Tuesday, January 5, 2010

The Agency of the Future

I've been daydreaming lately about what the future of my industry will look like.

Speculation is always laughable when you look back at it, but when you're looking forward it's still fun to imagine: What will the ad agency of 2020 be?

This is particularly interesting to me, because I think the seeds of the new species were planted more than 10 years ago, when stories started circulating about agencies abandoning the office structure for a virtual workplace of cell phones, laptops, and video conferencing. (My boss at the time, Bob Corrall at The Bytown Group, was seriously considering following suit.)

It didn't happen. But I don't think it's because the concept was wrong. Rather, the time was. Technology has a habit of outpacing people's ability to absorb change. People then (and to a large extent, now) still favoured face-to-face meetings over naked text or voice — or even the weird delays and wandering eyes of primitive Internet video conferencing.

Fast-forward to the new, and the fundamentals of the technology haven't changed – only improved. The real revolution has been a cultural one, as older people now cling to their PDAs as they once did to their cigarettes, and younger people live in a world where text messaging someone sitting next to you is not considered odd.

So, why do we still come to the office? Well, telecommuting is steadily rising where permitted. But once again cultural change moves slowly. Business owners like to see their workers at work. And I have to admit that there are some situations — like strategic or creative brainstorming — where you really need human interaction to be efficient.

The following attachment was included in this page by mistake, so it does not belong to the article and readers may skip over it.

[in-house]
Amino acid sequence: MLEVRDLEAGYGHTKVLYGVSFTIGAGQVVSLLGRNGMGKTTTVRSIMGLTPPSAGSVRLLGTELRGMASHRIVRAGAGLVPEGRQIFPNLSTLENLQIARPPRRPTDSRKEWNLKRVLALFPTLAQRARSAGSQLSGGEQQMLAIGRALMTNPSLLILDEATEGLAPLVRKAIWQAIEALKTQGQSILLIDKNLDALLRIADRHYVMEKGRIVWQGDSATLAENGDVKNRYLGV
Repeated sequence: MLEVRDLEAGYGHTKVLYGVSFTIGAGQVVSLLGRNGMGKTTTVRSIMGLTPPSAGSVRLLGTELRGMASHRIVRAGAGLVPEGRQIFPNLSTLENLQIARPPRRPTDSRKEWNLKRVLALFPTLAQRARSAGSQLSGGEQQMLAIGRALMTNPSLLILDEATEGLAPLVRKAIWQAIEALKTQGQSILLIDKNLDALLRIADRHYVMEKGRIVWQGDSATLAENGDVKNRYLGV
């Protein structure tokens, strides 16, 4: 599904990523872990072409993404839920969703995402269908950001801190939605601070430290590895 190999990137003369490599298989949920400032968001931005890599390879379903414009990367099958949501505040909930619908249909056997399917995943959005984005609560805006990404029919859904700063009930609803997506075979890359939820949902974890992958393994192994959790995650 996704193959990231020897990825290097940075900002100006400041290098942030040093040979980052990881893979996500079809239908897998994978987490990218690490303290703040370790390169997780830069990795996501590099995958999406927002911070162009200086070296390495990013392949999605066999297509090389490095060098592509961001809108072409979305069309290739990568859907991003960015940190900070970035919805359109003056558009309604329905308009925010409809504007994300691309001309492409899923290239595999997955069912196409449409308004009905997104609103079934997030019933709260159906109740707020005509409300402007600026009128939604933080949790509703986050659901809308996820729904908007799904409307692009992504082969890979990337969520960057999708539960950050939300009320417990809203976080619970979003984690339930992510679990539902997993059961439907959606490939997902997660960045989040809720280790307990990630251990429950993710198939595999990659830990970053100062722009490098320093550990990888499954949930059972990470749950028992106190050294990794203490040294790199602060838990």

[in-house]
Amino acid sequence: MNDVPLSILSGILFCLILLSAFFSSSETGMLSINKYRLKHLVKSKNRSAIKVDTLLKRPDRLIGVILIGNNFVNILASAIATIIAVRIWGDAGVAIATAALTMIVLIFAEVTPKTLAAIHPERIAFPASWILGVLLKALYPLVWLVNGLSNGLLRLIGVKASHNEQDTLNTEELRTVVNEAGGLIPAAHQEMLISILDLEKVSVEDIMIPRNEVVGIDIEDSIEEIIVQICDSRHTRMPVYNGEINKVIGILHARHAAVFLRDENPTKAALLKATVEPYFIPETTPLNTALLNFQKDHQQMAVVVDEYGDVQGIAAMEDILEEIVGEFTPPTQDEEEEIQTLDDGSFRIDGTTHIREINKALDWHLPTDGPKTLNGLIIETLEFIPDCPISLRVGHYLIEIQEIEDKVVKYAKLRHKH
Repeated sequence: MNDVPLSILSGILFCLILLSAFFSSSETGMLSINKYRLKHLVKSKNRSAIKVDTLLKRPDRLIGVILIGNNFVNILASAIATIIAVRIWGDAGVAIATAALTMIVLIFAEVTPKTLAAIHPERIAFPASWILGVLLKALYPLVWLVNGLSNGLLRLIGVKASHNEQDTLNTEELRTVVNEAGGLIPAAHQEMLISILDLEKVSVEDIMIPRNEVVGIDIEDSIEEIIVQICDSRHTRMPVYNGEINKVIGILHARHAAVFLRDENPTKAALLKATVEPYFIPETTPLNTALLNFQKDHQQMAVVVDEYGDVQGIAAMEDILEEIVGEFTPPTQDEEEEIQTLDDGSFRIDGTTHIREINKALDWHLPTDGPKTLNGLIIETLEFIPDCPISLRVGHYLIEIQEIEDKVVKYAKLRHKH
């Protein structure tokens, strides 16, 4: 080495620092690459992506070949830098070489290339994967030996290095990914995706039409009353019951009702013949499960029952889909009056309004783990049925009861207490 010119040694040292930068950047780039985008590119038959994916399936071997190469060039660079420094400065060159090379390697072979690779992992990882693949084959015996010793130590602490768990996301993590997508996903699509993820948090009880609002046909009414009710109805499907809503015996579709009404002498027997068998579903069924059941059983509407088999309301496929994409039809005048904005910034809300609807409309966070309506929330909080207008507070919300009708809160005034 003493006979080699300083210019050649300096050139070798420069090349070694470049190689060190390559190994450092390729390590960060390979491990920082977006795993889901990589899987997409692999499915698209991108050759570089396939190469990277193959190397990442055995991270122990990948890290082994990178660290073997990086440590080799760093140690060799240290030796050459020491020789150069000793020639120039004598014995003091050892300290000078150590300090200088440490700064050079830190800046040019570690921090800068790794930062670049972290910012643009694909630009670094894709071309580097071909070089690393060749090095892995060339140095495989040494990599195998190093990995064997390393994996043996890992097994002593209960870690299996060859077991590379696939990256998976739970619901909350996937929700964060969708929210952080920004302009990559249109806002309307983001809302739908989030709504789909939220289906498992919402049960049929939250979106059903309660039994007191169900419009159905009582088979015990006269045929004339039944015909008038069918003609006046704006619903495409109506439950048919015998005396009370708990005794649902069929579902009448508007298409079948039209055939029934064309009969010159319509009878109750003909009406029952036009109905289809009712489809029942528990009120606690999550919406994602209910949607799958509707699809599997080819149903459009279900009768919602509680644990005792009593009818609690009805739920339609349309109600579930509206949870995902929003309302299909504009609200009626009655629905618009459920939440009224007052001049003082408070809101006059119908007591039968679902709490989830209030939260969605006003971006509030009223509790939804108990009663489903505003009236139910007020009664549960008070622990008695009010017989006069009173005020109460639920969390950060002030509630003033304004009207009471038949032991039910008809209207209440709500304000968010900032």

So my vision of the agency of the future is less office, and more meeting place. It's where teams agree to get together to hash out ideas, and where the ideas get presented to clients. But deskwork? I think it will be for the home office.

And who will do this work? With the decline of massive mainstream media channels, traditional advertising is seen to be failing. I don't believe advertising is dead at all. It just needs to keep up.

For over 50 years, advertising has been driven by massive spending on mass media. The old rule of thumb for ad budgets is 20% for creative and production versus 80% for the media buy. You needed it if you were even going to be seen in primetime.

Well, it's time to think differently. Not only online and social media, but also the million-channel universe, video on demand and timeshifting, have made audiences much harder to find. To borrow a colleague's metaphor for attempted Facebook hookups, it's gone from machine-gunning a message to sharpshooting it.

Sure, there are still media placements to be bought, but they'll be way more targetted and economical — smart online ads and specialty media. What will be needed instead is a big investment in research, strategy, content and a good blend of paid/earned media planning... with maybe 20% left over for actually buying space.

Media departments will change. I see them becoming a hybrid of market research, media planning, and public/media relations. The emphasis will be on defining, finding, and reaching highly-targeted groups, rather than making massive buys. They do the intellectual legwork now. They just need to get paid what it's really worth, since commissions will dry up.